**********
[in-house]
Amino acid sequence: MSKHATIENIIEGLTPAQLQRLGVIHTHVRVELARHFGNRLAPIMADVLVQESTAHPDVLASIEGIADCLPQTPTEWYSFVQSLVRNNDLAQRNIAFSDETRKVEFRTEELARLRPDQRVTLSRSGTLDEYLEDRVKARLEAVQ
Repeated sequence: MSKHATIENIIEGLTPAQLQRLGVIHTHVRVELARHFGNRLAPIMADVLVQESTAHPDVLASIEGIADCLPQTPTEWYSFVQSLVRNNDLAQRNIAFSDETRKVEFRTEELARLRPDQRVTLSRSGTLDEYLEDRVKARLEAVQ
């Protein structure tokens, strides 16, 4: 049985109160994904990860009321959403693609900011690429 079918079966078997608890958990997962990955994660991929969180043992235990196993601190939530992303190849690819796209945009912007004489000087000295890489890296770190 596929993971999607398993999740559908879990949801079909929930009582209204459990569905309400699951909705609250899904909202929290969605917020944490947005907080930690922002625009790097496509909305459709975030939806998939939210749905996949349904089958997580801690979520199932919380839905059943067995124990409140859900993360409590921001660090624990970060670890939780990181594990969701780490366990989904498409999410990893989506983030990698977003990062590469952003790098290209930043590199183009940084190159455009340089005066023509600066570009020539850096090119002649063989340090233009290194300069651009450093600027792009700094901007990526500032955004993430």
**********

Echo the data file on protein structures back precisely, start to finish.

[in-house]
Amino acid sequence: MSKHATIENIIEGLTPAQLQRLGVIHTHVRVELARHFGNRLAPIMADVLVQESTAHPDVLASIEGIADCLPQTPTEWYSFVQSLVRNNDLAQRNIAFSDETRKVEFRTEELARLRPDQRVTLSRSGTLDEYLEDRVKARLEAVQ
Repeated sequence: MSKHATIENIIEGLTPAQLQRLGVIHTHVRVELARHFGNRLAPIMADVLVQESTAHPDVLASIEGIADCLPQTPTEWYSFVQSLVRNNDLAQRNIAFSDETRKVEFRTEELARLRPDQRVTLSRSGTLDEYLEDRVKARLEAVQ
């Protein structure tokens, strides 16, 4: 049985109160994904990860009321959403693609900011690429 079918079966078997608890958990997962990955994660991929969180043992235990196993601190939530992303190849690819796209945009912007004489000087000295890489890296770190 596929993971999607398993999740559908879990949801079909929930009582209204459990569905309400699951909705609250899904909202929290969605917020944490947005907080930690922002625009790097496509909305459709975030939806998939939210749905996949349904089958997580801690979520199932919380839905059943067995124990409140859900993360409590921001660090624990970060670890939780990181594990969701780490366990989904498409999410990893989506983030990698977003990062590469952003790098290209930043590199183009940084190159455009340089005066023509600066570009020539850096090119002649063989340090233009290194300069651009450093600027792009700094901007990526500032955004993430």